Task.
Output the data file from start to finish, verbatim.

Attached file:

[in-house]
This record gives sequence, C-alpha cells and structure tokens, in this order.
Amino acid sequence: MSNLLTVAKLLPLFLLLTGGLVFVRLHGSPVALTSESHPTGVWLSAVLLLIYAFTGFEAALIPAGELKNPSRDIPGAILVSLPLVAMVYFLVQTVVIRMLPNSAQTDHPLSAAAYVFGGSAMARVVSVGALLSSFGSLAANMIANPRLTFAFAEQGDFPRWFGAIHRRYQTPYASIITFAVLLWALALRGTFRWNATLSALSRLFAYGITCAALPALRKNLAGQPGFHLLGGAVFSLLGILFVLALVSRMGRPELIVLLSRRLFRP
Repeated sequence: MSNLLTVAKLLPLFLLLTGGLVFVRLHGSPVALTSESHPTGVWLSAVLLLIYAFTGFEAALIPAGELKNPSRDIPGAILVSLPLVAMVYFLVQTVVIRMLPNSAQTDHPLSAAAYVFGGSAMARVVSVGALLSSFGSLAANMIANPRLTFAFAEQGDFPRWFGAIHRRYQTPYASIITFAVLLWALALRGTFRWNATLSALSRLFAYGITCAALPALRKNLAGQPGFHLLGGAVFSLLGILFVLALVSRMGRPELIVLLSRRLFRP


[in-house]
This record gives sequence, C-alpha cells and structure tokens, in this order.
Amino acid sequence: MSNLLTVAKLLPLFLLLTGGLVFVRLHGSPVALTSESHPTGVWLSAVLLLIYAFTGFEAALIPAGELKNPSRDIPGAILVSLPLVAMVYFLVQTVVIRMLPNSAQTDHPLSAAAYVFGGSAMARVVSVGALLSSFGSLAANMIANPRLTFAFAEQGDFPRWFGAIHRRYQTPYASIITFAVLLWALALRGTFRWNATLSALSRLFAYGITCAALPALRKNLAGQPGFHLLGGAVFSLLGILFVLALVSRMGRPELIVLLSRRLFRP
Repeated sequence: MSNLLTVAKLLPLFLLLTGGLVFVRLHGSPVALTSESHPTGVWLSAVLLLIYAFTGFEAALIPAGELKNPSRDIPGAILVSLPLVAMVYFLVQTVVIRMLPNSAQTDHPLSAAAYVFGGSAMARVVSVGALLSSFGSLAANMIANPRLTFAFAEQGDFPRWFGAIHRRYQTPYASIITFAVLLWALALRGTFRWNATLSALSRLFAYGITCAALPALRKNLAGQPGFHLLGGAVFSLLGILFVLALVSRMGRPELIVLLSRRLFRP